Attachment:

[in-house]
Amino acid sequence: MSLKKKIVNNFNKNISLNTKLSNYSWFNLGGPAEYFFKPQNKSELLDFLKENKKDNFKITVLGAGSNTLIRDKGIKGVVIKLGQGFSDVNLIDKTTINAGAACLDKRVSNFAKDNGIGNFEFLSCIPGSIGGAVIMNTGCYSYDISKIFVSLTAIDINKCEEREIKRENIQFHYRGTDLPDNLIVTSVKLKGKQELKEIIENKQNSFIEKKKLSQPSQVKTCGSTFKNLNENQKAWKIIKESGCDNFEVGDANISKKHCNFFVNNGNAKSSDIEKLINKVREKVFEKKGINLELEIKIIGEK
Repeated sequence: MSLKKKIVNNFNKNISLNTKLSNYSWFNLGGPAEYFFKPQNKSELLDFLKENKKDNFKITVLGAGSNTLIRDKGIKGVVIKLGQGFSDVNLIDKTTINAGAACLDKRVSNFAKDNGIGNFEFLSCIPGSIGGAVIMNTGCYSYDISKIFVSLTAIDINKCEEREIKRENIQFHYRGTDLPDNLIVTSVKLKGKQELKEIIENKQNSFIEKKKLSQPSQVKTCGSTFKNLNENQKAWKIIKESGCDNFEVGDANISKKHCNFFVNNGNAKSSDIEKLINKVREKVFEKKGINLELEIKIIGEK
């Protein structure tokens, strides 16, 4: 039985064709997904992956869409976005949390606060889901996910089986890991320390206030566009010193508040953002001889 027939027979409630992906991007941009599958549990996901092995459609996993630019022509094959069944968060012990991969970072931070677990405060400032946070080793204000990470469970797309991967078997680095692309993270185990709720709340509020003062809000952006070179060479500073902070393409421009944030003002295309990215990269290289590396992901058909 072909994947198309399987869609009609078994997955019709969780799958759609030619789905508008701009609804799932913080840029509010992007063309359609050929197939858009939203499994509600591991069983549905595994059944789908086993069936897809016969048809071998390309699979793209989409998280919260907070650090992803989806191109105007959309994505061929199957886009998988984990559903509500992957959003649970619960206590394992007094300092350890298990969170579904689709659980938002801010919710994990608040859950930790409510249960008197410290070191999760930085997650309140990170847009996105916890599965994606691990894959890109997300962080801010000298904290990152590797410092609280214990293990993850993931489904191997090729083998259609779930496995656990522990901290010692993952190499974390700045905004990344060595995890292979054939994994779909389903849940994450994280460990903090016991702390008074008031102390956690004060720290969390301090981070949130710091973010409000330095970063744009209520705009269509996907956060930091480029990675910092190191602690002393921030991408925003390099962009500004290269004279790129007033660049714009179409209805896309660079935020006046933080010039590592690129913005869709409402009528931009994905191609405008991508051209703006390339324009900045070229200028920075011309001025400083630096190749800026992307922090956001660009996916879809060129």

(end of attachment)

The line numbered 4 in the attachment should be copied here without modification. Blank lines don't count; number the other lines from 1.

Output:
């Protein structure tokens, strides 16, 4: 039985064709997904992956869409976005949390606060889901996910089986890991320390206030566009010193508040953002001889 027939027979409630992906991007941009599958549990996901092995459609996993630019022509094959069944968060012990991969970072931070677990405060400032946070080793204000990470469970797309991967078997680095692309993270185990709720709340509020003062809000952006070179060479500073902070393409421009944030003002295309990215990269290289590396992901058909 072909994947198309399987869609009609078994997955019709969780799958759609030619789905508008701009609804799932913080840029509010992007063309359609050929197939858009939203499994509600591991069983549905595994059944789908086993069936897809016969048809071998390309699979793209989409998280919260907070650090992803989806191109105007959309994505061929199957886009998988984990559903509500992957959003649970619960206590394992007094300092350890298990969170579904689709659980938002801010919710994990608040859950930790409510249960008197410290070191999760930085997650309140990170847009996105916890599965994606691990894959890109997300962080801010000298904290990152590797410092609280214990293990993850993931489904191997090729083998259609779930496995656990522990901290010692993952190499974390700045905004990344060595995890292979054939994994779909389903849940994450994280460990903090016991702390008074008031102390956690004060720290969390301090981070949130710091973010409000330095970063744009209520705009269509996907956060930091480029990675910092190191602690002393921030991408925003390099962009500004290269004279790129007033660049714009179409209805896309660079935020006046933080010039590592690129913005869709409402009528931009994905191609405008991508051209703006390339324009900045070229200028920075011309001025400083630096190749800026992307922090956001660009996916879809060129």